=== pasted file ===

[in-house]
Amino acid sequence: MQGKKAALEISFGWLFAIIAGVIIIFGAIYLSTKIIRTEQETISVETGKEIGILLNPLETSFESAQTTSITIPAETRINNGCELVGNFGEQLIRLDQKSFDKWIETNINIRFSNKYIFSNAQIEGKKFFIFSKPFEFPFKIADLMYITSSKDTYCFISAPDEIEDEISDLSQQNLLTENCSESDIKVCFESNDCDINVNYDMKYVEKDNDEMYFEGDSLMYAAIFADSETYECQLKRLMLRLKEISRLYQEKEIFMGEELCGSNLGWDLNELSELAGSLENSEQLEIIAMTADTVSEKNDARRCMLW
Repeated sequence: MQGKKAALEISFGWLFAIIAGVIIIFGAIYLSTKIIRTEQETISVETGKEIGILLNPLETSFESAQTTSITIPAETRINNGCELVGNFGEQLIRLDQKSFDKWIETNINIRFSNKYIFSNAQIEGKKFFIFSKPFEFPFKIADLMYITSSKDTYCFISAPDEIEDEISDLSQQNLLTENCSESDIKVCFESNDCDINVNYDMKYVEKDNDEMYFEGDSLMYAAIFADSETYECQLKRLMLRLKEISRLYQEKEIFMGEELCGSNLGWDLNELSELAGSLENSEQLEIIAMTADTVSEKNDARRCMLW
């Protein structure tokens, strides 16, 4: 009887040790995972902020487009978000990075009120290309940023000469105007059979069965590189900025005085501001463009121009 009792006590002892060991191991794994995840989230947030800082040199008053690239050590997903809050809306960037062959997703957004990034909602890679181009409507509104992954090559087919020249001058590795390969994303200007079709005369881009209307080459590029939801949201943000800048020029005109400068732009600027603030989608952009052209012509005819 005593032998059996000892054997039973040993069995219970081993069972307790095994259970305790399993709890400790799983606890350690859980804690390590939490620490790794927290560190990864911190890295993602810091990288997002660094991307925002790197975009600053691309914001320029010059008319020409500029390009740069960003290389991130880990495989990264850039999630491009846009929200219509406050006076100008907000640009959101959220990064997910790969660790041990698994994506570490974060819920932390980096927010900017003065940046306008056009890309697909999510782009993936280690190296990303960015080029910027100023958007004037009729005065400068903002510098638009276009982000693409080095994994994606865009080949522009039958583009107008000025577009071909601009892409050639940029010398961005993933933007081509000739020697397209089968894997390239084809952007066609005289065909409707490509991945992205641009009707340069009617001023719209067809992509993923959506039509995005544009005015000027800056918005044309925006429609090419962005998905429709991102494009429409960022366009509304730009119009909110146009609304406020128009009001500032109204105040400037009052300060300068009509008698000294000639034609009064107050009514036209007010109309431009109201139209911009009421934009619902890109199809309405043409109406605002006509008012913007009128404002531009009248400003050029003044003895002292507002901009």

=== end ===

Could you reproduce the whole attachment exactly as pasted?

[in-house]
Amino acid sequence: MQGKKAALEISFGWLFAIIAGVIIIFGAIYLSTKIIRTEQETISVETGKEIGILLNPLETSFESAQTTSITIPAETRINNGCELVGNFGEQLIRLDQKSFDKWIETNINIRFSNKYIFSNAQIEGKKFFIFSKPFEFPFKIADLMYITSSKDTYCFISAPDEIEDEISDLSQQNLLTENCSESDIKVCFESNDCDINVNYDMKYVEKDNDEMYFEGDSLMYAAIFADSETYECQLKRLMLRLKEISRLYQEKEIFMGEELCGSNLGWDLNELSELAGSLENSEQLEIIAMTADTVSEKNDARRCMLW
Repeated sequence: MQGKKAALEISFGWLFAIIAGVIIIFGAIYLSTKIIRTEQETISVETGKEIGILLNPLETSFESAQTTSITIPAETRINNGCELVGNFGEQLIRLDQKSFDKWIETNINIRFSNKYIFSNAQIEGKKFFIFSKPFEFPFKIADLMYITSSKDTYCFISAPDEIEDEISDLSQQNLLTENCSESDIKVCFESNDCDINVNYDMKYVEKDNDEMYFEGDSLMYAAIFADSETYECQLKRLMLRLKEISRLYQEKEIFMGEELCGSNLGWDLNELSELAGSLENSEQLEIIAMTADTVSEKNDARRCMLW
């Protein structure tokens, strides 16, 4: 009887040790995972902020487009978000990075009120290309940023000469105007059979069965590189900025005085501001463009121009 009792006590002892060991191991794994995840989230947030800082040199008053690239050590997903809050809306960037062959997703957004990034909602890679181009409507509104992954090559087919020249001058590795390969994303200007079709005369881009209307080459590029939801949201943000800048020029005109400068732009600027603030989608952009052209012509005819 005593032998059996000892054997039973040993069995219970081993069972307790095994259970305790399993709890400790799983606890350690859980804690390590939490620490790794927290560190990864911190890295993602810091990288997002660094991307925002790197975009600053691309914001320029010059008319020409500029390009740069960003290389991130880990495989990264850039999630491009846009929200219509406050006076100008907000640009959101959220990064997910790969660790041990698994994506570490974060819920932390980096927010900017003065940046306008056009890309697909999510782009993936280690190296990303960015080029910027100023958007004037009729005065400068903002510098638009276009982000693409080095994994994606865009080949522009039958583009107008000025577009071909601009892409050639940029010398961005993933933007081509000739020697397209089968894997390239084809952007066609005289065909409707490509991945992205641009009707340069009617001023719209067809992509993923959506039509995005544009005015000027800056918005044309925006429609090419962005998905429709991102494009429409960022366009509304730009119009909110146009609304406020128009009001500032109204105040400037009052300060300068009509008698000294000639034609009064107050009514036209007010109309431009109201139209911009009421934009619902890109199809309405043409109406605002006509008012913007009128404002531009009248400003050029003044003895002292507002901009």